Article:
Preview: The Molyneaux Invitational

Sewickley Herald
504 Beaver Street
Sewickley PA 15143

Dear Editor,

Once a regular visitor to your community as a cub reporter for the Herald, I had a peculiar experience there which I have kept to myself until now. I relate the illuminating circumstances in your pages because your readers, local people, may possess a morbid curiosity. The trouble started with the Molyneaux map. Yes, L.G.’s infernal Sewickley Heights and Vicinity with its (naively rendered) drawings of the “gentry” hunting and shooting in the company of well-bred horses and hounds.

Thanks to the miracle of 1934 cartography, there I am, walking on Allegheny Country Club’s golf course barefoot, unannounced, unaccompanied by a member and without a debutante on my arm, gazing askance at the adjoining estates. The Gilded Age is not over! Their evocative names are deceptively welcoming: Elm Cottage, Fair Acres, Fairway, Farm Hill, Goodwood, Highlawn, Lane’s End, Poplar Hill and Red Gate Farm. To the southwest, down by the Ohio River, are the grand edifices of Osborne, Edgeworth and the village of Sewickley. I bet L. G. would have memorialized them if he had room.

Wilpen Hall (see Folly) is an easy stretch-of-the-legs away, a simple matter of crossing property lines, but the “gentry” block me. Turning away, I direct my thoughts toward Edgeworth again – an epiphanic movement, for suddenly I’m standing before Seven Gables, built in 1909 by John D. Culbertson. A reference to Nathaniel Hawthorne’s The House of the Seven Gables, which its narrator depicts as a “sculpted and ornamented pile of ostentatious deeds”? Culbertson must know he is revealing something of his nature. To any passerby familiar with the book, the home’s name is as effective as a “no soliciting” sign, which would be taboo here in any case, a social and zoning no-no.

The Hawthorniana does not end there. Edgeworth has Hawthorne, built in 1870 by William K. McClintock, and Hawthorn Ridge, built in 1934 by William B. Trainer (architect: Janssen and Cocken); and Sewickley Heights has Pulpit Rock. Was Colonial Revival Pulpit Rock, built in 1901 by Samuel and Jeannette Walker (seven bedrooms, stables, billiard room, circa-1910 elevator, architect: Rutan and Russell) christened after a site of the same name at Brook Farm in West Roxbury MA, the (short-lived) utopian experiment in which Hawthorne participated and on which he based his roman à clef The Blithedale Romance? As I see it, dear editor, I am being invited to make sense of the surrounding privileged utopia through the lens of Dark Romanticism.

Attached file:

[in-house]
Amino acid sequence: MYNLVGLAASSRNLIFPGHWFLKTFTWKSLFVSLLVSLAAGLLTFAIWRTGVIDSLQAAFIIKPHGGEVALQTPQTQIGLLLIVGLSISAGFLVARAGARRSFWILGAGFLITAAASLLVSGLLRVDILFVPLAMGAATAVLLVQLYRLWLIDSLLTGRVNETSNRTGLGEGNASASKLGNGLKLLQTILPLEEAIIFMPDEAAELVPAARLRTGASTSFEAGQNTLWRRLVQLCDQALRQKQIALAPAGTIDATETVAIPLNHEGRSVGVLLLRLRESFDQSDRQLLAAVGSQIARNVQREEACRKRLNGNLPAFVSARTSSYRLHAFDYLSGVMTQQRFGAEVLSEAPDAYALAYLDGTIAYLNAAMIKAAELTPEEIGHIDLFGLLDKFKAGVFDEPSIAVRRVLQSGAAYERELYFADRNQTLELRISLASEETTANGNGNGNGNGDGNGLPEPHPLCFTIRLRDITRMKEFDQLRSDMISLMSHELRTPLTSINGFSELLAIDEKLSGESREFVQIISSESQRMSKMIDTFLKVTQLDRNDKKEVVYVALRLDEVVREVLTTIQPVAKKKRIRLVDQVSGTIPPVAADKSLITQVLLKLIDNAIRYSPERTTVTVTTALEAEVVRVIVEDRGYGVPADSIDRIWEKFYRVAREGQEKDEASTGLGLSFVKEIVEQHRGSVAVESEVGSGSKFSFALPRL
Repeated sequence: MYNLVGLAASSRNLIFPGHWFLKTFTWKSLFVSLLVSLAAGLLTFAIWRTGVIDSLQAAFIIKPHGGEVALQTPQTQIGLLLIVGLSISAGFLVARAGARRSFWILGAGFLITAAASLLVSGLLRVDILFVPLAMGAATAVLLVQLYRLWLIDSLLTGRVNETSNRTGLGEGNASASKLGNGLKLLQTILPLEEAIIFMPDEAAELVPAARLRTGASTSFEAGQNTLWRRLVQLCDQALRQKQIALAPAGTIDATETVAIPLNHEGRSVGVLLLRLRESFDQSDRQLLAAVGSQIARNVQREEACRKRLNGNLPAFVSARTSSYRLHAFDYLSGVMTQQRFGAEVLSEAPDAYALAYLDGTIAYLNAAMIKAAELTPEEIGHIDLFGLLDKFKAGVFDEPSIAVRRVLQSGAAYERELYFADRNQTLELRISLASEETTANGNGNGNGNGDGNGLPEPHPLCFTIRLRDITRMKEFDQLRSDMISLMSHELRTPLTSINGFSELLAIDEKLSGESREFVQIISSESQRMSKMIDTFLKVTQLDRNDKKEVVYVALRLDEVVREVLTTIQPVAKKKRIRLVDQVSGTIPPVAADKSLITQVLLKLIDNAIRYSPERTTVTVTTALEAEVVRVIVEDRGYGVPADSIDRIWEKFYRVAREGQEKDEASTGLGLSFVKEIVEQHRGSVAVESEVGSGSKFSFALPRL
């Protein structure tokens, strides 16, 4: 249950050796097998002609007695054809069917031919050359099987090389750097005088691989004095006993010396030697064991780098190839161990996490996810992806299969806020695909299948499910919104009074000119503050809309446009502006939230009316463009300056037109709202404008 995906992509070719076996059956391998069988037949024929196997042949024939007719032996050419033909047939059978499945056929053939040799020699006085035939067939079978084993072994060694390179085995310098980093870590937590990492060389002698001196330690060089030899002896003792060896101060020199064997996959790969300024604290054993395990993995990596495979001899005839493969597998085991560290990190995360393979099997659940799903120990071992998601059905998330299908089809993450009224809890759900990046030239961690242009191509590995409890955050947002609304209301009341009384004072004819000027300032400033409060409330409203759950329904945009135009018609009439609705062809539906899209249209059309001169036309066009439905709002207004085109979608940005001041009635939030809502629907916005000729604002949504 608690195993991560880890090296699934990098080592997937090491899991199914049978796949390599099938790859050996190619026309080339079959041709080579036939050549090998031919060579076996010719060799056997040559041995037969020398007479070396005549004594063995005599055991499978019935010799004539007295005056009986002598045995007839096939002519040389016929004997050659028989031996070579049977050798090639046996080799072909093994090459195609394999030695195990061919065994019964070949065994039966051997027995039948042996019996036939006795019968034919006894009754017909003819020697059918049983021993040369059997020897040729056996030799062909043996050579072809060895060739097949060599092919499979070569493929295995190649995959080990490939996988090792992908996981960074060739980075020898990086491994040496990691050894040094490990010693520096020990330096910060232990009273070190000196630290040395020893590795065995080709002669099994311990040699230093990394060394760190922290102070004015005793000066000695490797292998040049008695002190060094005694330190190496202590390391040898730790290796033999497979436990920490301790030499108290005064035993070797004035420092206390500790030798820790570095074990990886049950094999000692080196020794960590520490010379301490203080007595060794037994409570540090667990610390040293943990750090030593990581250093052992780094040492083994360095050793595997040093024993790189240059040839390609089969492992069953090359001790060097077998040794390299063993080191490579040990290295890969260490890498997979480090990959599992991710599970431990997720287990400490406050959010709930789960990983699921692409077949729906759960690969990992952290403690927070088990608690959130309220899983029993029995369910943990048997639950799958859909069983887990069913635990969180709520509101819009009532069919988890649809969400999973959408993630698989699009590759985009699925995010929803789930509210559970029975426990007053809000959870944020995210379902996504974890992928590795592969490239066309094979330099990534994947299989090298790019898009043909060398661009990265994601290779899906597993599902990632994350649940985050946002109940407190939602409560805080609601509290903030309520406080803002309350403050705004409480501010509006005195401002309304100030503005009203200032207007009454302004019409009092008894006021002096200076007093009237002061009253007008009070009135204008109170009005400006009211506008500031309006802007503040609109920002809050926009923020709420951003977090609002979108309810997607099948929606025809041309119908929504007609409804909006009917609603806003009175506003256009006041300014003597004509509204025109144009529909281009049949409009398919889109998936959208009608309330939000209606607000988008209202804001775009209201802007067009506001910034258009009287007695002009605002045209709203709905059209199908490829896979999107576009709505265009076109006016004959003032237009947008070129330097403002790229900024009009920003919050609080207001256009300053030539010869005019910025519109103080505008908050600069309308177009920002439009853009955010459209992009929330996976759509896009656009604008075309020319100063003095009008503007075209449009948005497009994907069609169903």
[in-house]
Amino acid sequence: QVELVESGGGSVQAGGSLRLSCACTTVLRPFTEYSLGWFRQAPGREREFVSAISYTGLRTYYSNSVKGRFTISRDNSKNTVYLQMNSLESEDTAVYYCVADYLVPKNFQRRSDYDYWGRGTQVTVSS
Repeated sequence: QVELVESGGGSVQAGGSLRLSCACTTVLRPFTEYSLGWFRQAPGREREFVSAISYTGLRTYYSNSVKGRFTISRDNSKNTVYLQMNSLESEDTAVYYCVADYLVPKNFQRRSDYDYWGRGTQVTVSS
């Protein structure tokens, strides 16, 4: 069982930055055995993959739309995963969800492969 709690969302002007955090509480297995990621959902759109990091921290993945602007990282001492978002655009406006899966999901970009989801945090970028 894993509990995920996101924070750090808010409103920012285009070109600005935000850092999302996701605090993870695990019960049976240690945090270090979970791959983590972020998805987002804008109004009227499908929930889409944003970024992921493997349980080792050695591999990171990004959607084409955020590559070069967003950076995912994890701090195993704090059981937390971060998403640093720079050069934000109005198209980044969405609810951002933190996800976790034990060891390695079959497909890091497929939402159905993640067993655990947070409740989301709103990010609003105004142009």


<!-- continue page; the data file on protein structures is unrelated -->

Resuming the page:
Invited? If I don’t step lively, I will sooner be the prey of pheasant shooters and fox hunters. The chase rather than the ball could begin any moment. The ball? Yes, at Mrs. Jones’s Beaux Arts Fair Acres, designed in 1917 by Hiss and Weekes. Weighing in at 50 rooms, Fair Acres should be hard to miss. Do its 17 bathrooms count as rooms? L.G. guides me (uphill, SE, across private property) to Backbone Road, where I cannot resist Farm Hill (architect: William Ross Proctor, with additions by Hiss and Weekes and MacClure and Spahr). Mrs. Edith Oliver Rea’s 19 gardeners, preoccupied by Farm Hill’s nine greenhouses on 40 cultivated acres lauded as one of the outstanding gardens of America in a 1928 issue of Country Life, look right through me. Her 60-foot waterfall, lily pond, scented garden of heliotrope and lavender and dairy barn inspired by Le Petit Trianon threaten to make me fashionably late for the ball. The portrait by Chartran of the lady of the Tudor Revival manor bestows a frown.

Golfers encountered on my shortcut through holes 2, 3 and 4, like Mrs. Rea’s gardeners, look right through me. The only mortal on Quaker Hollow and Pony Hollow roads without a chauffeur, I reach the windows of Fair Acres without sounding alarms in the police department beside the clubhouse. The ball is my idea, held under the nose of Mrs. Jones. The belles of the ball who ornament her walls are perfectly charming. Posing as the butler, throwing my voice, I savor their names and the names of their painter “chaperones.”

Harriet Hubbard Ayers and William Merritt Chase

Miss Crewe and Francis Cotes, R.A.

Miss Hobson and Thomas Gainsborough, R.A.

Mrs. Drew and George Henry Harlow

Miss Francis Beresford and John Hoppner, R.A.

The Hon. Charlotte Chetwynd and John Hoppner, R.A.

Mrs. William Locke and Sir Thomas Lawrence, P.R.A.

Miss Maria Woodgate and Sir Thomas Lawrence, P.R.A.

La Duchesse de la Rochefoucauld and Jean Marc Nattier

Miss Sarah Foster and James Northcote, R.A.

Miss Sophia Boydell and Edmund Thomas Parris

Mrs. Gore and Sir Joshua Reynolds, P.R.A.

I have two books with me, neither by Hawthorne. One wasn’t around in 1937: the Three Rivers Cookbook I (1973), published by the Child Health Association of Sewickley. The other disregards common notions of time and space, the Social Register.

To be continued, unless the stuffiness of Sewickley Heights becomes too oppressive.

Lady Sarah Bayley and Sir Martin Archer Shee, P.R.A.

In which case your faithful correspondent shall take a brisk walk to Old Economy, founded in 1824 by The Harmony Society.

Marchesa Caterina Durazzo-Adorno and Sir Anthony Van Dyck

It is past Camp Meeting Road toward L.G.’s horse cartouche in the NW corner of his map.

Yours most sincerely,

A Surveyor of the Customs

The Eminent Collection of Paintings formed by the late Mrs. B. F. Jones, Jr., Sewickley Heights, Pa. (1941), Parke-Bernet Galleries, Inc., New York
Molyneaux, L.G., Sewickley Heights and Vicinity (1937)
The Social Register
Three Rivers Cookbook I, Child Health Association of Sewickley (1973)

Gertrude Stein House, Pittsburgh, formerly Allegheny City, PA, 2016
Dedicated to Mike May, former editor of the Sewickley Herald